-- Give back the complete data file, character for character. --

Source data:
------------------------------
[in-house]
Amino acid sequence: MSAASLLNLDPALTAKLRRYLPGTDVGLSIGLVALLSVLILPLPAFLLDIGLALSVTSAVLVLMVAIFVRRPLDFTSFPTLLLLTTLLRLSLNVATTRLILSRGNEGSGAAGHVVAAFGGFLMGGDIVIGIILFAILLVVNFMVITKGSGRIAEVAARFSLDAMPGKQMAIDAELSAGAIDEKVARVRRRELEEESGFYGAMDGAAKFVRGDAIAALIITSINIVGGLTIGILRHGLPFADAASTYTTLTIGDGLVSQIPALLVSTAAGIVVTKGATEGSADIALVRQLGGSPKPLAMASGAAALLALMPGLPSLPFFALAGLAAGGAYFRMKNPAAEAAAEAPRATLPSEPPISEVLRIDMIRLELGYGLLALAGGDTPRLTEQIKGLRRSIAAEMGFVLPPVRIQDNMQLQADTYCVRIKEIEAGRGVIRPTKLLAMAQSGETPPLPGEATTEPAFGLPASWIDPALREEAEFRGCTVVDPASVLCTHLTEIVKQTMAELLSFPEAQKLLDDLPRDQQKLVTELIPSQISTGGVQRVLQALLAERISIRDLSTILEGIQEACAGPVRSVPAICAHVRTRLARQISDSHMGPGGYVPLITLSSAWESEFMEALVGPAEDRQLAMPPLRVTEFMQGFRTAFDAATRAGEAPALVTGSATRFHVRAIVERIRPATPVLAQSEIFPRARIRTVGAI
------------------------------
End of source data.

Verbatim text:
[in-house]
Amino acid sequence: MSAASLLNLDPALTAKLRRYLPGTDVGLSIGLVALLSVLILPLPAFLLDIGLALSVTSAVLVLMVAIFVRRPLDFTSFPTLLLLTTLLRLSLNVATTRLILSRGNEGSGAAGHVVAAFGGFLMGGDIVIGIILFAILLVVNFMVITKGSGRIAEVAARFSLDAMPGKQMAIDAELSAGAIDEKVARVRRRELEEESGFYGAMDGAAKFVRGDAIAALIITSINIVGGLTIGILRHGLPFADAASTYTTLTIGDGLVSQIPALLVSTAAGIVVTKGATEGSADIALVRQLGGSPKPLAMASGAAALLALMPGLPSLPFFALAGLAAGGAYFRMKNPAAEAAAEAPRATLPSEPPISEVLRIDMIRLELGYGLLALAGGDTPRLTEQIKGLRRSIAAEMGFVLPPVRIQDNMQLQADTYCVRIKEIEAGRGVIRPTKLLAMAQSGETPPLPGEATTEPAFGLPASWIDPALREEAEFRGCTVVDPASVLCTHLTEIVKQTMAELLSFPEAQKLLDDLPRDQQKLVTELIPSQISTGGVQRVLQALLAERISIRDLSTILEGIQEACAGPVRSVPAICAHVRTRLARQISDSHMGPGGYVPLITLSSAWESEFMEALVGPAEDRQLAMPPLRVTEFMQGFRTAFDAATRAGEAPALVTGSATRFHVRAIVERIRPATPVLAQSEIFPRARIRTVGAI